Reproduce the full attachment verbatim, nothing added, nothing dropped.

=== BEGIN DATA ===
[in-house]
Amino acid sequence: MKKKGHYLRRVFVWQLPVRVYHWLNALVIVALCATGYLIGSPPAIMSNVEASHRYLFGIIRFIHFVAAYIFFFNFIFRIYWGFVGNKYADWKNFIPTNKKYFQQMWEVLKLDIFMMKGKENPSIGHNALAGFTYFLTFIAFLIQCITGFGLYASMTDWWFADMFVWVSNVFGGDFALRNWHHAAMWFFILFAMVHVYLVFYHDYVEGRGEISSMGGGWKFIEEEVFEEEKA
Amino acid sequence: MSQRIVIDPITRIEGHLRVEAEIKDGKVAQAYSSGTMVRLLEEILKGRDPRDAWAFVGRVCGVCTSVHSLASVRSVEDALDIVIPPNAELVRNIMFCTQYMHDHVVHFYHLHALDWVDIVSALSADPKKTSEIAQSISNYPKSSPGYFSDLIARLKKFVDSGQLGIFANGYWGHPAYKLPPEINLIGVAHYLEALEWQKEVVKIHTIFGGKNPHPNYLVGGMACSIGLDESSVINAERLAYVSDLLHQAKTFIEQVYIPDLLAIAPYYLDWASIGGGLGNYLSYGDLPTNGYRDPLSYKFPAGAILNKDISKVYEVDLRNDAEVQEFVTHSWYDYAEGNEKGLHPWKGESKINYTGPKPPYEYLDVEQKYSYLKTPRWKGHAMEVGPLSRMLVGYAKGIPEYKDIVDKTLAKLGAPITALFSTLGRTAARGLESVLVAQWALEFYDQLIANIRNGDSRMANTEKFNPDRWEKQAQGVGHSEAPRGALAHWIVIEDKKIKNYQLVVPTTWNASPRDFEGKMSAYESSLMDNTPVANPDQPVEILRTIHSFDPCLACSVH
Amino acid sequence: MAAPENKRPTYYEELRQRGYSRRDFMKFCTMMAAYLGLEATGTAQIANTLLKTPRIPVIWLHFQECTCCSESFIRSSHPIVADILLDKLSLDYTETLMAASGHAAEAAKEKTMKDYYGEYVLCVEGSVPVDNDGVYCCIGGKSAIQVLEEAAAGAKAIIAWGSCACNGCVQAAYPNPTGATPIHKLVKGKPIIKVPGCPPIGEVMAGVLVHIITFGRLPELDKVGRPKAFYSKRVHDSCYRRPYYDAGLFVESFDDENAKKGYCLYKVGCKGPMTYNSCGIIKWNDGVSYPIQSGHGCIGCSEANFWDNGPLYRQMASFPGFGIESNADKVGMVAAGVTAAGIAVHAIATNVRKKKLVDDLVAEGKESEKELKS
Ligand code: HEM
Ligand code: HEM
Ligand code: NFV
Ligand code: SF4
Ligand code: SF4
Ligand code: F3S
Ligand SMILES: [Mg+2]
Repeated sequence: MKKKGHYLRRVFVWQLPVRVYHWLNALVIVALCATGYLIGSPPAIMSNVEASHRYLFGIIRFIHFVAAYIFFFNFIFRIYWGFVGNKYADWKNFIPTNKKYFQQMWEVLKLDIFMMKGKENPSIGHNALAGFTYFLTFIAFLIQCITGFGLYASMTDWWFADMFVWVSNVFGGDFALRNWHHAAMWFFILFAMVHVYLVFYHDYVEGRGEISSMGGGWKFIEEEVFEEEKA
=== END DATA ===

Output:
[in-house]
Amino acid sequence: MKKKGHYLRRVFVWQLPVRVYHWLNALVIVALCATGYLIGSPPAIMSNVEASHRYLFGIIRFIHFVAAYIFFFNFIFRIYWGFVGNKYADWKNFIPTNKKYFQQMWEVLKLDIFMMKGKENPSIGHNALAGFTYFLTFIAFLIQCITGFGLYASMTDWWFADMFVWVSNVFGGDFALRNWHHAAMWFFILFAMVHVYLVFYHDYVEGRGEISSMGGGWKFIEEEVFEEEKA
Amino acid sequence: MSQRIVIDPITRIEGHLRVEAEIKDGKVAQAYSSGTMVRLLEEILKGRDPRDAWAFVGRVCGVCTSVHSLASVRSVEDALDIVIPPNAELVRNIMFCTQYMHDHVVHFYHLHALDWVDIVSALSADPKKTSEIAQSISNYPKSSPGYFSDLIARLKKFVDSGQLGIFANGYWGHPAYKLPPEINLIGVAHYLEALEWQKEVVKIHTIFGGKNPHPNYLVGGMACSIGLDESSVINAERLAYVSDLLHQAKTFIEQVYIPDLLAIAPYYLDWASIGGGLGNYLSYGDLPTNGYRDPLSYKFPAGAILNKDISKVYEVDLRNDAEVQEFVTHSWYDYAEGNEKGLHPWKGESKINYTGPKPPYEYLDVEQKYSYLKTPRWKGHAMEVGPLSRMLVGYAKGIPEYKDIVDKTLAKLGAPITALFSTLGRTAARGLESVLVAQWALEFYDQLIANIRNGDSRMANTEKFNPDRWEKQAQGVGHSEAPRGALAHWIVIEDKKIKNYQLVVPTTWNASPRDFEGKMSAYESSLMDNTPVANPDQPVEILRTIHSFDPCLACSVH
Amino acid sequence: MAAPENKRPTYYEELRQRGYSRRDFMKFCTMMAAYLGLEATGTAQIANTLLKTPRIPVIWLHFQECTCCSESFIRSSHPIVADILLDKLSLDYTETLMAASGHAAEAAKEKTMKDYYGEYVLCVEGSVPVDNDGVYCCIGGKSAIQVLEEAAAGAKAIIAWGSCACNGCVQAAYPNPTGATPIHKLVKGKPIIKVPGCPPIGEVMAGVLVHIITFGRLPELDKVGRPKAFYSKRVHDSCYRRPYYDAGLFVESFDDENAKKGYCLYKVGCKGPMTYNSCGIIKWNDGVSYPIQSGHGCIGCSEANFWDNGPLYRQMASFPGFGIESNADKVGMVAAGVTAAGIAVHAIATNVRKKKLVDDLVAEGKESEKELKS
Ligand code: HEM
Ligand code: HEM
Ligand code: NFV
Ligand code: SF4
Ligand code: SF4
Ligand code: F3S
Ligand SMILES: [Mg+2]
Repeated sequence: MKKKGHYLRRVFVWQLPVRVYHWLNALVIVALCATGYLIGSPPAIMSNVEASHRYLFGIIRFIHFVAAYIFFFNFIFRIYWGFVGNKYADWKNFIPTNKKYFQQMWEVLKLDIFMMKGKENPSIGHNALAGFTYFLTFIAFLIQCITGFGLYASMTDWWFADMFVWVSNVFGGDFALRNWHHAAMWFFILFAMVHVYLVFYHDYVEGRGEISSMGGGWKFIEEEVFEEEKA